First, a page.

Trust me on this one... I am involved in a lot of music festivals. We have lots of kids making their way to medical with symptoms of OD. The ones that are transported to hospital are typically severly over-heated. All that I have to go on is my on-the-ground experience at these shows.
If you think that there has been a decrease of the use of MDMA or any of the other multitude of synthetic drugs that are confiscated daily at these events, you are misinformed. These are not just 'ravers' coming to these events... this has gone main stream and when the 'non ravers' want to have the 'whole' experience at an EDM show, a lot of them will try something for the first time and have horrible reactions.
I have a practicle application... just don't know if there is a tool for this job.
This is far feteched. Everyone wears a BLE thermal patch on them that transmits the body tempature of them every 5-15 mins? or give them high tech wrist bands that do the same via RFID or WiFi. Then you would know no matter where they are on the grounds.
Anyone else have any direct experience using thermal to monitor / detect health issues with people? Let's focus back on that.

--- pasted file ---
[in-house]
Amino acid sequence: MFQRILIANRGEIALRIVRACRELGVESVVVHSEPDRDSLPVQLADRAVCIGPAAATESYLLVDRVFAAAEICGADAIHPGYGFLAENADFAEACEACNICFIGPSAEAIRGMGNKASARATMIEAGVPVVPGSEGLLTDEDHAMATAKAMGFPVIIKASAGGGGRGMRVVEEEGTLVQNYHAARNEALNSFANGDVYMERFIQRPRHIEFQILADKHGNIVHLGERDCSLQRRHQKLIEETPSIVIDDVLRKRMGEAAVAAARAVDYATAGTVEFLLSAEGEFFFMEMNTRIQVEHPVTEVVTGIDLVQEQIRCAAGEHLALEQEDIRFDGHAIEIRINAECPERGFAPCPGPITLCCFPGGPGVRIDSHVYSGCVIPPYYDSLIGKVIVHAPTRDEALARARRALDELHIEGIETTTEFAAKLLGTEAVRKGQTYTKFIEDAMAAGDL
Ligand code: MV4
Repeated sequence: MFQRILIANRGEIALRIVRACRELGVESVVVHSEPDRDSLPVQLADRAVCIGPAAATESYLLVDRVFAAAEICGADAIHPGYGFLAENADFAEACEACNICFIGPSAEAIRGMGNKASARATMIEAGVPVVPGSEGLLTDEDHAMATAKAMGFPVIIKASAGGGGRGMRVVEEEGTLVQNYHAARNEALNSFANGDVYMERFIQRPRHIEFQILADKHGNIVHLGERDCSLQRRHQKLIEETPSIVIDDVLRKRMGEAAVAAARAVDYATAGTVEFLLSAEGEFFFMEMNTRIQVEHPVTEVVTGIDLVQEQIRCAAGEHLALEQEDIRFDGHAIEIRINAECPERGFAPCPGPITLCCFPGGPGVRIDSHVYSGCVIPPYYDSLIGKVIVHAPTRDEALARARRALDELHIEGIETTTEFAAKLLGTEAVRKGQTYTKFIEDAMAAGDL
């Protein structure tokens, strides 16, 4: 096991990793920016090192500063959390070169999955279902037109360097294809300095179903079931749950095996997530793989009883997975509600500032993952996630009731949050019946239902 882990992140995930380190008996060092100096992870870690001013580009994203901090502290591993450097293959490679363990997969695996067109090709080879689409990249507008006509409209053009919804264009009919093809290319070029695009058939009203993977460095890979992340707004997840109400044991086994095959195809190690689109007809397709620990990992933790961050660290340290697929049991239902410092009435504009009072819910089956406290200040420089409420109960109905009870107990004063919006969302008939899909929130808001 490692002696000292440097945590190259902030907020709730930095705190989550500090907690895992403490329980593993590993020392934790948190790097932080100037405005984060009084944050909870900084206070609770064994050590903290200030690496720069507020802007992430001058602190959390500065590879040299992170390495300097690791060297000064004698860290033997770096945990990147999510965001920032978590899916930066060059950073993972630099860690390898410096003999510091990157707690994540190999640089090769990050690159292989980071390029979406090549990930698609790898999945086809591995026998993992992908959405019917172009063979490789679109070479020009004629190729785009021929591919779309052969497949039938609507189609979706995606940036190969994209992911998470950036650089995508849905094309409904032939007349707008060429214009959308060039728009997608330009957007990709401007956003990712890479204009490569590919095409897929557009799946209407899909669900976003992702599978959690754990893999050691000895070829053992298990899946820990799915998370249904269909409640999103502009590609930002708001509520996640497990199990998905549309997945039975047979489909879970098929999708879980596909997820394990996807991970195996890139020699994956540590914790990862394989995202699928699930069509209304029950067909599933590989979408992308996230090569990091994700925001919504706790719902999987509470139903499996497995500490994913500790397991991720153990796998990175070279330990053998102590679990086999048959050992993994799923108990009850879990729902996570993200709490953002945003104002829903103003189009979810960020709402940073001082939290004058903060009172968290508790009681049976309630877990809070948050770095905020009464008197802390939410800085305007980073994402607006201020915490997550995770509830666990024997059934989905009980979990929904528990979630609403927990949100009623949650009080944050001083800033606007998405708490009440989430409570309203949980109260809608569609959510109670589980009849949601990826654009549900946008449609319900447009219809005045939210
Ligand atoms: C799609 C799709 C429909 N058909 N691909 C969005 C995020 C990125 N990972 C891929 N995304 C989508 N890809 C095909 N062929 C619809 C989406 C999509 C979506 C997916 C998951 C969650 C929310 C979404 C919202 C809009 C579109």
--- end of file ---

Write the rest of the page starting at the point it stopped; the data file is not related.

There is a rich history of FLIR thermal cameras being used to assess and measure human face temperatures in order to detect fevers associated with SARS and other illnesses. Ports of entry are the typical locations, and many of our readers who have travelled throughout Asia might be familiar with FLIR or other thermal cameras installed in the immigration halls at various airports. Travelers typically pass through a test station one at a time, pausing in front of a camera just long enough to have their temperature measured by a non-contact radiometric thermal camera. This application is well established and at least one paper indicates a high level of accuracy as judged by the results of secondary screening. Additional work in the veterinary medicine has demonstrated the ability to detect fevers in a wide range of animals.
The concert or music festival environment described by the poster is much less controlled than the immigration line. However, our collective experience says that thermal imaging will still be viable even in a crowded scene as long the camera can view the subjects with enough resolution to accurately image the face and perhaps other exposed skin. It is easy to imagine a camera positioned to view the faces of the crowd at the front of the stage and being able to identify those that have higher skin temperatures. Color palettes or isotherms with temperature ranges of interest would greatly ease the assessment process. I am not qualified to speak about the physiological processes and symptoms of overheating, but let me add that not only can you visualize relative differences in subject temperatures, you can also detect the presence or lack or perspiration. I mention this because it is my understanding that those suffering from heat stroke stop perspiring.
Sounds like a great application that should be pursued.